Pregnant for 2 yrs? You gotta be kidding me.


A few years ago I had a kid from one of my old youth groups track me down through social media. “Hey Mark, this is James, can I buy you a cup of coffee?” I remembered James well. His single mom had drug him to youth group and church every week when he was a teenager. He had a tear drop tattoo near his eye, and fashioned himself as a tough kid. He went with me to Mexico on a missions trip once. He played bass in our little band. I remember the day he brought a huge bag of weed down to the church during lunch because the school was doing locker searches next door. I helped him get rid of it. And no, we didn’t smoke it. 🙂 I hadn’t seen or heard from James for a dozen years. “Sure I’ll let you buy me a cup,” I told him. So, the very next morning he drove 5 hours so that he could talk with me. As we sat down, He began to share his story, “I was a punk a** kid in High School. I only came to youth group because I had to. I’ve been in and out of jail for the last 12 years. I have 3 kids from 2 ladies. I was addicted to drugs. But I want you to know that I’m clean now. I’m in AA. I’m playing on the worship team for 2 churches. And I love Jesus. I felt like I needed to track you down and tell you thanks. Thanks for loving on me when I was a punk, and didn’t want to hear it. Thanks for not giving up on me.”

We talked for a while more, and when we were finished, I gave him a big hug and he drove the 5 hrs home. I haven’t seen him since.

One of the blessings of being in Youth Ministry for over 25 yrs is that stuff like this happens to me every now and again. The problem is it doesn’t happen until years after the fact. Its easy as a youth worker to get frustrated because you don’t see the results you were hoping to see. You wanted to change the world, but nothing seems to change except you. You’re tired and disillusioned, and for good reason, it’s a tough job. The average youth worker only stays 3.9 yrs in this carreer field. And it’s too bad, because the chances are you’re doing a fantastic job, but you won’t know it for years. Galatians 6:9 comes to mind, “Let us not become weary in doing good, for at the proper time we will reap a harvest if we do not give up.” (NIV)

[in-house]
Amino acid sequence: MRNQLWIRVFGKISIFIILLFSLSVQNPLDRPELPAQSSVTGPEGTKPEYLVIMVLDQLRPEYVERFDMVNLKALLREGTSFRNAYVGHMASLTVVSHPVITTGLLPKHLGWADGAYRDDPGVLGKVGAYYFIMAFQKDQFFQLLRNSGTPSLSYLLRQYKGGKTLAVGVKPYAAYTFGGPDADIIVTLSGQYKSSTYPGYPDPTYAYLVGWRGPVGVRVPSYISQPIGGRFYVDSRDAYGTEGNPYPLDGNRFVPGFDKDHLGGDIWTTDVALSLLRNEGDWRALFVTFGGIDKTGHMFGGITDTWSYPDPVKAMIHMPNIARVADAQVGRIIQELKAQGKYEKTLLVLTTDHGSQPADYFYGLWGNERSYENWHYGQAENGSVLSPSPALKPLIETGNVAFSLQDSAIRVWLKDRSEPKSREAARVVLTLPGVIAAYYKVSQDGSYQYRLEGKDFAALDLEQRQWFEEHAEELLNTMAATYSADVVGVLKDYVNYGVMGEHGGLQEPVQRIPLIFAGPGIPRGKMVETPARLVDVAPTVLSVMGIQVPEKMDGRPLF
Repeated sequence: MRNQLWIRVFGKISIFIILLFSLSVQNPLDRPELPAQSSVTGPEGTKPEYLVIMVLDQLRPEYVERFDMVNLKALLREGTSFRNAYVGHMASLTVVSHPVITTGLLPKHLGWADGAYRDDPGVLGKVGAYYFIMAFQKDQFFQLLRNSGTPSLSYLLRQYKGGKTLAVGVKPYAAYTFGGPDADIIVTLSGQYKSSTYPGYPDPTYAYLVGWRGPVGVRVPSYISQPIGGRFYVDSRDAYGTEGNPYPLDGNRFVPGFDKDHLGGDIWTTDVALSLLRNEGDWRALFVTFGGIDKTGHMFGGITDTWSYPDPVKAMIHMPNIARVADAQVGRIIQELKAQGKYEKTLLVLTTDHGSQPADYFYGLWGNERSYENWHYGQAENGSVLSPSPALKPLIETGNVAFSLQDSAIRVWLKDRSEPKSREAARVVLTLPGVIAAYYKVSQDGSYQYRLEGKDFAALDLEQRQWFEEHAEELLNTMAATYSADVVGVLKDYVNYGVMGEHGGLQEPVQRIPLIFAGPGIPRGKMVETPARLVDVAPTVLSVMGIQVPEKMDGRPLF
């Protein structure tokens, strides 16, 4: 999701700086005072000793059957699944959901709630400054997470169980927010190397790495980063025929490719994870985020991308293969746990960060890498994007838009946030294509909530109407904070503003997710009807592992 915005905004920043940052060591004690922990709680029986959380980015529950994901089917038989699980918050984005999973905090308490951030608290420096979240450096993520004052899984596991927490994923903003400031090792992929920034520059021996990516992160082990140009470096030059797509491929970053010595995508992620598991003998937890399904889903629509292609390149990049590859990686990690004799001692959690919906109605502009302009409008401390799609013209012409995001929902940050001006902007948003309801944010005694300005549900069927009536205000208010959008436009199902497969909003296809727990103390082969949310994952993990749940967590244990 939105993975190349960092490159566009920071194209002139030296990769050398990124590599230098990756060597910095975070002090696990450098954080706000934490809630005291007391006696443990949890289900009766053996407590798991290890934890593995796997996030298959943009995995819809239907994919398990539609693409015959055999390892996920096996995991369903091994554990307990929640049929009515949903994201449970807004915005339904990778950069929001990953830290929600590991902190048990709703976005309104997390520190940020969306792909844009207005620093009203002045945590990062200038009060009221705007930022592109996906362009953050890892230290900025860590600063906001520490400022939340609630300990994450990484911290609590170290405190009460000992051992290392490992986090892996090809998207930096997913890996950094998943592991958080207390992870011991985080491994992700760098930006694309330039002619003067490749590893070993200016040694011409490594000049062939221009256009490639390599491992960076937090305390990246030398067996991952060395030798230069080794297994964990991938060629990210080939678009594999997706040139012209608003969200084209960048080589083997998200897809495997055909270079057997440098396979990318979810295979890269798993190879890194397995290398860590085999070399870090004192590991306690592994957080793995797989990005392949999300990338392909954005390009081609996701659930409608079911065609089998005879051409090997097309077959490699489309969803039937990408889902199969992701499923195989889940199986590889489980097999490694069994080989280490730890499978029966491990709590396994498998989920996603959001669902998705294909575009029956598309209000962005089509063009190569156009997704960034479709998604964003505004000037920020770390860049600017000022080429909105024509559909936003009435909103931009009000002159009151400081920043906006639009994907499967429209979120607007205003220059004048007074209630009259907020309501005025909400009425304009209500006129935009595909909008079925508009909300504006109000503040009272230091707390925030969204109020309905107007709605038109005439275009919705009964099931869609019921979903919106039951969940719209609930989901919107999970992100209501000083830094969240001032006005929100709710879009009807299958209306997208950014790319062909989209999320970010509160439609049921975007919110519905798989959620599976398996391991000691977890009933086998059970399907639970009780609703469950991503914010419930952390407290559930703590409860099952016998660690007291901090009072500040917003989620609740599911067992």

The gestation period for a rabbit is 31 days, for a cat it’s 63 days. Horses are 330 days, and elephants are an unbelievable 616 days. Can you imagine being pregnant for almost 2 years before finally giving birth?

The gestation period of faith in teenagers is unpredictable and varies from kid to kid. Don’t give up. Just because you can’t see it, doesn’t mean God isn’t doing something in their life.
Their faith may be germinating somewhere there under the surface.
-Mark

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Are you actually addicted to your smart phone?


New data suggests that it might be possible. It looks like your brain gives you a little dopamine push every time your check your phone for a new message.  Turns out we are wired for data. From way back our brain learned to reward us for finding essentials key to our survival, like food and water by giving us a little shot of dopamine. “New research shows that the brain also uses dopamine to reward information seeking.” 1  And once the dopamine reward system is engaged it continues to reinforce that behavior.

According to Wikipedia “Dopamine plays a major role in the brain system that is responsible for reward-driven learning. Every type of reward that has been studied increases the level of dopamine transmission in the brain, and a variety of highly addictive drugs, including stimulants such as cocaine and methamphetamine, act directly on the dopamine system.”

Dopamine can be good as it rewards behaviors necessary for survival, but it also has a dark side when it overwhelms our brain and elevates one type of reward over another, like drugs or alcohol over food. At the risk of sounding like an expert, which I’m not, this may explain why it’s so hard for us to pull ourselves away from our screens. It actually feels good when we get a text message. So like any potentially addicting thing, consume in moderation, watch that it doesn’t negatively impact your key relationships…. and for goodness sake, don’t forget to brush your teeth. Addicts always have the worst teeth.

1 Selhub MD, Eva M.; Logan ND, Alan C. (2012-03-27). Your Brain On Nature: The Science of Nature’s Influence on Your Health, Happiness and Vitality (pp. 40-41). John Wiley and Sons. Kindle Edition.

I'm not addicted. I just can't live without it.

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